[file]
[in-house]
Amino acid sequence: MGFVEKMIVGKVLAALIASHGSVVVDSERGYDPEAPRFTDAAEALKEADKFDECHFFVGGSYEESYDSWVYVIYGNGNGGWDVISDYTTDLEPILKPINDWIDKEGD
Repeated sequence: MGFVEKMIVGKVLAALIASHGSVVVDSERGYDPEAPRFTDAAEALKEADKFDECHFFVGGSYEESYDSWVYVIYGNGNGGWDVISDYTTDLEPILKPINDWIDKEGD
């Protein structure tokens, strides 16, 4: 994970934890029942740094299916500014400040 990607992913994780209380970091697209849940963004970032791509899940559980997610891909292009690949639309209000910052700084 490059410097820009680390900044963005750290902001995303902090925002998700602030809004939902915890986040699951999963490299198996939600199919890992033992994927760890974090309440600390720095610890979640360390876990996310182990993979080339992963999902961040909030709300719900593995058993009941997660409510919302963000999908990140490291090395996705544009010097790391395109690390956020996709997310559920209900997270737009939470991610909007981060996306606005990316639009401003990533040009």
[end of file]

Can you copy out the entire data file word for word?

[in-house]
Amino acid sequence: MGFVEKMIVGKVLAALIASHGSVVVDSERGYDPEAPRFTDAAEALKEADKFDECHFFVGGSYEESYDSWVYVIYGNGNGGWDVISDYTTDLEPILKPINDWIDKEGD
Repeated sequence: MGFVEKMIVGKVLAALIASHGSVVVDSERGYDPEAPRFTDAAEALKEADKFDECHFFVGGSYEESYDSWVYVIYGNGNGGWDVISDYTTDLEPILKPINDWIDKEGD
């Protein structure tokens, strides 16, 4: 994970934890029942740094299916500014400040 990607992913994780209380970091697209849940963004970032791509899940559980997610891909292009690949639309209000910052700084 490059410097820009680390900044963005750290902001995303902090925002998700602030809004939902915890986040699951999963490299198996939600199919890992033992994927760890974090309440600390720095610890979640360390876990996310182990993979080339992963999902961040909030709300719900593995058993009941997660409510919302963000999908990140490291090395996705544009010097790391395109690390956020996709997310559920209900997270737009939470991610909007981060996306606005990316639009401003990533040009």